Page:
2010 HNS Convention: Ratification and Implementation Challenges for Malaysia

Amy Aai


The chemical trade which is mainly transported by sea in bulk or in packaged form is estimated to reach 215 million tonnes in 2015, according to a report on evolving chemical and product sectors, published by the UK-based independent research company Ocean Shipping Consultants Ltd.

Between 2002 and 2010, 192 reported incidents involving hazardous noxious substances (HNS) costing 185 million SDR (equivalent to RM870 million) were handled by the International Group of P&I Clubs. In addition, 235 maritime incidents involving HNS were reported between 2006 and 2011.

The existing compensation regimes of the International Convention on Civil Liability for Oil Pollution Damage, 1992 (CLC) and the International Convention on the Establishment of an International Fund for Compensation for Oil Pollution Damage, 1992 (Fund Convention) only cover pollution damage caused by spills of persistent oil from tankers. Liability and compensation for loss or damage arising from HNS carriage by sea is to be addressed by the CLC with the Carriage of Hazardous and Noxious Substances by Sea, 2010 (2010 HNS Convention) which has yet to enter into force.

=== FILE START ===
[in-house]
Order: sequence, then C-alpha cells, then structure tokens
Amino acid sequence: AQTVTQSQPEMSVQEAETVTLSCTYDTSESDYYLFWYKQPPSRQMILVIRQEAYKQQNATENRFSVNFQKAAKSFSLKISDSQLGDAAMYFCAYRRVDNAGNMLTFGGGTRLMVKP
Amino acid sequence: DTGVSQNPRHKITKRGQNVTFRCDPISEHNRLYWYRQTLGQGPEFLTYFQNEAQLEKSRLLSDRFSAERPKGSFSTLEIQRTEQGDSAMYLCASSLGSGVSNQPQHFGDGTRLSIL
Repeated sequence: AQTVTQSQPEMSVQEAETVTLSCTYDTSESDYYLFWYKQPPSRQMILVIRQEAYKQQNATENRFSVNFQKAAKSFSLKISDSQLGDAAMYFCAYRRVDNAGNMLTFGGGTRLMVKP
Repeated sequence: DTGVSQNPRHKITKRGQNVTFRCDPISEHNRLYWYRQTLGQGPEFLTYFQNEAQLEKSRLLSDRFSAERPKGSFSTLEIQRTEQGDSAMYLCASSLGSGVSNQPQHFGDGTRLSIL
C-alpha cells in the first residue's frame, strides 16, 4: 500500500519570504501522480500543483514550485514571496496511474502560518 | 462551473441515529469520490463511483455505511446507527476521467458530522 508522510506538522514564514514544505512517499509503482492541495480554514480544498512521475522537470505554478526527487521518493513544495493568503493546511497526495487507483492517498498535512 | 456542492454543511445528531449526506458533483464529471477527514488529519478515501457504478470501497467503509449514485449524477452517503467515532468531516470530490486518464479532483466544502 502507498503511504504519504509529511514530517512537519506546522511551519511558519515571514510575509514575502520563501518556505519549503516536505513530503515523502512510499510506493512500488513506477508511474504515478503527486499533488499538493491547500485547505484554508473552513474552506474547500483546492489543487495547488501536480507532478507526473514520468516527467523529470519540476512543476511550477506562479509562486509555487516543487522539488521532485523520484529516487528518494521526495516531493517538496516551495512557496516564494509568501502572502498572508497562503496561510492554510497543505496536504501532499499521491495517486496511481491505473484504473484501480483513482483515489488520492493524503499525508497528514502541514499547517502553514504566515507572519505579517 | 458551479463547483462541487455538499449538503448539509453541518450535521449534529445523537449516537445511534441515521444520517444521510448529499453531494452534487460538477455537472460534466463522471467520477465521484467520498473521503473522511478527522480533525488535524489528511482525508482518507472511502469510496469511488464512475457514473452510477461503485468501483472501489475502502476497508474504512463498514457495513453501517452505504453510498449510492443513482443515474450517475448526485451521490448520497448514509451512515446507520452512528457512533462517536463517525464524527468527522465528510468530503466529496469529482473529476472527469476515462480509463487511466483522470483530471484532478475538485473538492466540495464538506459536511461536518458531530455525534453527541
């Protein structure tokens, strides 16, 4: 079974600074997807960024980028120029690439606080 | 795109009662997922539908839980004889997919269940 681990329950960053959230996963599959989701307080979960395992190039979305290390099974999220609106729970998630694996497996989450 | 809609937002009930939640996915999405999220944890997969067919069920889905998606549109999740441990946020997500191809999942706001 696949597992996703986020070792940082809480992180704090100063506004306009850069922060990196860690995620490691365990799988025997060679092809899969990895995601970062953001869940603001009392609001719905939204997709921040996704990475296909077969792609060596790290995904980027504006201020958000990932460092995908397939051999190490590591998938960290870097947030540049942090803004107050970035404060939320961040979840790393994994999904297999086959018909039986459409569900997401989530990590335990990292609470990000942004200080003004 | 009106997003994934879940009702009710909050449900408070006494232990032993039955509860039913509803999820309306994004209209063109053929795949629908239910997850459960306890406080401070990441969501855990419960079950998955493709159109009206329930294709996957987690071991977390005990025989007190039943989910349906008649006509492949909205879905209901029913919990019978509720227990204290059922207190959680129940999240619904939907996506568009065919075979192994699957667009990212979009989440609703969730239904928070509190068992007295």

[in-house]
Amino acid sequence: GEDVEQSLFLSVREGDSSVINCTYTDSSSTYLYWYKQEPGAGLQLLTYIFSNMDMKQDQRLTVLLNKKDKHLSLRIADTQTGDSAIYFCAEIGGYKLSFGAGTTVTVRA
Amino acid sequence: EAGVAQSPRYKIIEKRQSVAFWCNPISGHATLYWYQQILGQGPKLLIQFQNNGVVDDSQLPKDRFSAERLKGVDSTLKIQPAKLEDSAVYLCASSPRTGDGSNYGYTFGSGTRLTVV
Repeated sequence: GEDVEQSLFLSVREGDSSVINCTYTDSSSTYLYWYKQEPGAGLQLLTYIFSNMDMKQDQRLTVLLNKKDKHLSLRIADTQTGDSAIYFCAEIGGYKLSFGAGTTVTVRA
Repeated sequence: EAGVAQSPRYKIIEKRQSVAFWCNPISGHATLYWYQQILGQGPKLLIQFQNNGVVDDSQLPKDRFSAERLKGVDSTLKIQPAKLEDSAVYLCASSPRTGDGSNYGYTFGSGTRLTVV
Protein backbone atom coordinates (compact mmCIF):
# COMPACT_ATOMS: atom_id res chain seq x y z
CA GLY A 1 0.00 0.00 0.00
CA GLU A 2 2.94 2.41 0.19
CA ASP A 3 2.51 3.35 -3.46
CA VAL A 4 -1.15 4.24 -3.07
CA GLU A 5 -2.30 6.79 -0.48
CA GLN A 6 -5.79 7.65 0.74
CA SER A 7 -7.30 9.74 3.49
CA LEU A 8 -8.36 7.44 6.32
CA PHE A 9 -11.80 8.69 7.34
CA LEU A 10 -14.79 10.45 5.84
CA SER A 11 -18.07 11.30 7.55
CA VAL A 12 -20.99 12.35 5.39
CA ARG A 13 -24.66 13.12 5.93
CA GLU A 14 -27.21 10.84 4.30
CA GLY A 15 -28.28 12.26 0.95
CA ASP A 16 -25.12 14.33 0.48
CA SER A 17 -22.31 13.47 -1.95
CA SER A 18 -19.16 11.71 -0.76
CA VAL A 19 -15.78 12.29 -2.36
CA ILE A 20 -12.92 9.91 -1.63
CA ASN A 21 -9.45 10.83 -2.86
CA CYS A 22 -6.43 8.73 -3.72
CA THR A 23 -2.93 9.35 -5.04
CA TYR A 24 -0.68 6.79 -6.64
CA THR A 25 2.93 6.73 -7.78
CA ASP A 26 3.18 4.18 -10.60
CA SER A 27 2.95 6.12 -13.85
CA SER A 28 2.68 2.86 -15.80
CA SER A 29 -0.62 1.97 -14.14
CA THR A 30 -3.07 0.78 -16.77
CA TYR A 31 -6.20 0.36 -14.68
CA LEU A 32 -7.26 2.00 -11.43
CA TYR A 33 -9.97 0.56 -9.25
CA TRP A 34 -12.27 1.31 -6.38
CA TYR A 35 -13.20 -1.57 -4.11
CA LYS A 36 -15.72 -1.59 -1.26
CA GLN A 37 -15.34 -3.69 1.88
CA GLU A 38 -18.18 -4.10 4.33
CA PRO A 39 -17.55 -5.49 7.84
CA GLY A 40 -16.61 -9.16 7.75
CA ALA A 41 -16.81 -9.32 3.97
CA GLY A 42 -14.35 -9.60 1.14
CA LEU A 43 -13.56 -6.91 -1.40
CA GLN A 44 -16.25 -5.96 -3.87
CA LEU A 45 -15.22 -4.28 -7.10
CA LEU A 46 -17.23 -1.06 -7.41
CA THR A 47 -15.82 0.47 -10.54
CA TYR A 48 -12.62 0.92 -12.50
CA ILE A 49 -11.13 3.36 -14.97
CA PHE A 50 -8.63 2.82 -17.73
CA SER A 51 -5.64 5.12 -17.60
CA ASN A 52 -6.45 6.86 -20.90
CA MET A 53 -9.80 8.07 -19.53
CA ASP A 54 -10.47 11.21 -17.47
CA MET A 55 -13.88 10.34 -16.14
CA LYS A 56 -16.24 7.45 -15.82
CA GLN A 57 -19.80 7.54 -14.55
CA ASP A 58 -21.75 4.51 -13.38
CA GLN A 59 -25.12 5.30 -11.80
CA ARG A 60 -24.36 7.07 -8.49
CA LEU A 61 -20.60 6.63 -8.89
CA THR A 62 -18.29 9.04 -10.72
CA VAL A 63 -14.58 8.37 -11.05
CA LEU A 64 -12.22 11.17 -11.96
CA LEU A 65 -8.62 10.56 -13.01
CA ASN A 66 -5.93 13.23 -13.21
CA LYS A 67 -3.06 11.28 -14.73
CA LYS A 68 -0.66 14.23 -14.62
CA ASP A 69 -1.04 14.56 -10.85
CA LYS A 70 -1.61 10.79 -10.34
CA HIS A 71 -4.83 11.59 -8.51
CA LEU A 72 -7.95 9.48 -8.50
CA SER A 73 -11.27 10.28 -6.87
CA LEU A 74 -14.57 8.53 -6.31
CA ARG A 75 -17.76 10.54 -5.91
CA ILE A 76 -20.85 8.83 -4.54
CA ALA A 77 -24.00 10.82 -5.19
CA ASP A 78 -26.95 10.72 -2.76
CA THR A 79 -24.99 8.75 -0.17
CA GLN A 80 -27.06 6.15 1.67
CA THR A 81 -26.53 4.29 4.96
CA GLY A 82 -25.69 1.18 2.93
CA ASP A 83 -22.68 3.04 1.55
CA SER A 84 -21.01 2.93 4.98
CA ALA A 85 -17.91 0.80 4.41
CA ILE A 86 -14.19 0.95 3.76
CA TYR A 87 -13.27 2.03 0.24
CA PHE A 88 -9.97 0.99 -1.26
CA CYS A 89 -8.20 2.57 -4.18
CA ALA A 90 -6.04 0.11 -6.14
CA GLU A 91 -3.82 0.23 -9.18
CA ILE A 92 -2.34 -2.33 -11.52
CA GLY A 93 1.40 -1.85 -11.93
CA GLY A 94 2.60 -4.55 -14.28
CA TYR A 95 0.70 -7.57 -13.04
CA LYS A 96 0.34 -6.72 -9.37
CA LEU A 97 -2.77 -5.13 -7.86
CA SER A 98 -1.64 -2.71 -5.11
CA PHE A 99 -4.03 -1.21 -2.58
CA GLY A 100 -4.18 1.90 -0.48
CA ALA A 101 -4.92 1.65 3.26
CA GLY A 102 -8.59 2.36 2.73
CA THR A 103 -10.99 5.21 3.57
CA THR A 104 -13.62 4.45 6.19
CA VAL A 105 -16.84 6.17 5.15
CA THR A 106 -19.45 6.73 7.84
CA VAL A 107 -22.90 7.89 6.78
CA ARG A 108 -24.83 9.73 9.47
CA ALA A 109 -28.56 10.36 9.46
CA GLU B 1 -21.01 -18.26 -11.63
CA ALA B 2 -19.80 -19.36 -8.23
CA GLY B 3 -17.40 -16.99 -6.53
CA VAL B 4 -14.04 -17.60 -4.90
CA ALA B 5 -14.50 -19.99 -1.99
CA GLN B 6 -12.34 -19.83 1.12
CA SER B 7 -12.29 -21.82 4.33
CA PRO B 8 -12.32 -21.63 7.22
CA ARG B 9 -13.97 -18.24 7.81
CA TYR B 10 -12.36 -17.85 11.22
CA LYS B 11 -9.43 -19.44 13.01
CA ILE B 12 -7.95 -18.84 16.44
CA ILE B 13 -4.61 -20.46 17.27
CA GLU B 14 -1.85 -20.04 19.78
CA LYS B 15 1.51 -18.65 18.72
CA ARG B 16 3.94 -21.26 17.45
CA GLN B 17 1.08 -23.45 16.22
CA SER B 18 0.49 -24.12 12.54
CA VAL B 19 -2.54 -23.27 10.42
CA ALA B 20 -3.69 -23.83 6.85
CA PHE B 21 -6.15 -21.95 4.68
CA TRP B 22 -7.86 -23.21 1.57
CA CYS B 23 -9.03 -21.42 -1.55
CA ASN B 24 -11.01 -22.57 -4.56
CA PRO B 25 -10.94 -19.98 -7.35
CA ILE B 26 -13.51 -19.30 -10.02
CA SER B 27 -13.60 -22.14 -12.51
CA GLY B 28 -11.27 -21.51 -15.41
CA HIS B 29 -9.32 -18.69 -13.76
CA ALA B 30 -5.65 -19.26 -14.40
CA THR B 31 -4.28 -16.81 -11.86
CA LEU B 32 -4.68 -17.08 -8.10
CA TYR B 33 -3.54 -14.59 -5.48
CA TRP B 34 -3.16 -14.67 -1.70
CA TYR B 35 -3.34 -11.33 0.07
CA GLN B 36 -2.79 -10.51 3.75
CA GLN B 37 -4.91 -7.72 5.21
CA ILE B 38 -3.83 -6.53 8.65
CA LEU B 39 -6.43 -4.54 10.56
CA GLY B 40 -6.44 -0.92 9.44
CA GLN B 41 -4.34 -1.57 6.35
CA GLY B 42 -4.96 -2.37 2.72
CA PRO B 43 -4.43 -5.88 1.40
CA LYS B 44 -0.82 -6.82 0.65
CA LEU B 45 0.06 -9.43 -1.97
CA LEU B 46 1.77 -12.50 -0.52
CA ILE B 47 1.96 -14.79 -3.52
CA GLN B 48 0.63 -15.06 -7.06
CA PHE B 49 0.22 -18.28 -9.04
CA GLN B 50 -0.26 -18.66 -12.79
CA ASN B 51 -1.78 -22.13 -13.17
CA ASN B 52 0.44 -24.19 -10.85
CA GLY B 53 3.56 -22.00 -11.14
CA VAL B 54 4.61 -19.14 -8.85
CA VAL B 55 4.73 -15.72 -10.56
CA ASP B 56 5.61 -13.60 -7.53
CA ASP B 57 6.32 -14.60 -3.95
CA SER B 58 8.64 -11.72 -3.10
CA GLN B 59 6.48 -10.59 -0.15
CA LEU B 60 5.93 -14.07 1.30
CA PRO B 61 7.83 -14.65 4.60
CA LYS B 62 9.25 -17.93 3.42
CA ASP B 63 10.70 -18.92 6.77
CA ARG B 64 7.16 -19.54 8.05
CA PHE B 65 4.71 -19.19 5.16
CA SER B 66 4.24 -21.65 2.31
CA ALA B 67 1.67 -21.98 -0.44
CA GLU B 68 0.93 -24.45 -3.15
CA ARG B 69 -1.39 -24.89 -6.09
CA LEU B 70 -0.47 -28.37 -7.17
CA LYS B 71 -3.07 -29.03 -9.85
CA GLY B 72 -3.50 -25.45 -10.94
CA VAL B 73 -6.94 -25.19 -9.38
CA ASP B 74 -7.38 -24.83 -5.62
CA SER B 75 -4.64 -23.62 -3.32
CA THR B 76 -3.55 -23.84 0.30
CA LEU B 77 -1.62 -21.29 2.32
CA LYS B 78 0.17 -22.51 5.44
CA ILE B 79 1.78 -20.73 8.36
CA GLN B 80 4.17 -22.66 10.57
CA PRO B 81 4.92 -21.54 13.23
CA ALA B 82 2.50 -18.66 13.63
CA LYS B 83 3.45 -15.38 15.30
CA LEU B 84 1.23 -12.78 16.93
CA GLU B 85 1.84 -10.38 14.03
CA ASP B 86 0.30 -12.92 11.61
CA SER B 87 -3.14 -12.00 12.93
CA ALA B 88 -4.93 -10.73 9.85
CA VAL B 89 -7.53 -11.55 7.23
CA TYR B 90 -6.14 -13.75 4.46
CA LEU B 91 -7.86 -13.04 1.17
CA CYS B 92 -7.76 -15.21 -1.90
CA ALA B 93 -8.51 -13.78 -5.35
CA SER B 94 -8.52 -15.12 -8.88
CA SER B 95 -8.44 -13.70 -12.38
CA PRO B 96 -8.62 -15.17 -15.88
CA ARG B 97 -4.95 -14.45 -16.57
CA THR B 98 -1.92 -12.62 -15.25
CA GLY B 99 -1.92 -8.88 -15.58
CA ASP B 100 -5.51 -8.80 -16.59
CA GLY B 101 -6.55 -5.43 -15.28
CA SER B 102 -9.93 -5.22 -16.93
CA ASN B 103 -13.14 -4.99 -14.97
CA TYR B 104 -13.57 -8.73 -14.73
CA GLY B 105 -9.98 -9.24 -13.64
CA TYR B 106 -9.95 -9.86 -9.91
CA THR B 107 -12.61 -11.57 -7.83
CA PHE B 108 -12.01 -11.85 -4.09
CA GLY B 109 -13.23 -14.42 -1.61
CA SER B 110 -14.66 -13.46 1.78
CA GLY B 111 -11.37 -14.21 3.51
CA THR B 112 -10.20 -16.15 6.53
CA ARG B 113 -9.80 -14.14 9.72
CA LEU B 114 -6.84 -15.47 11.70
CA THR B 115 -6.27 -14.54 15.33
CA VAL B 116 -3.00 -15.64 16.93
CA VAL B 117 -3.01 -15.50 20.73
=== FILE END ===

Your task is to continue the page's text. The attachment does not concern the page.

Malaysia has ratified the CLC and Fund Conventions, the LLMC Convention, the Bunker Convention and the Nairobi Wreck Removal Convention. Ratification of the 2010 HNS Convention would supplement the existing suite of liability and compensation conventions which Malaysia has already ratified.

Malaysia intends to ratify the 2010 HNS Convention by 2015 keeping in mind the importance of the Straits of Malacca as a major conduit for the carriage of HNS. Malaysia acceded to the Protocol on Preparedness, Response and Co-operation to Pollution Incidents by Hazardous Noxious Substances, 2000 (OPRC-HNS Protocol) on 28 November 2013.

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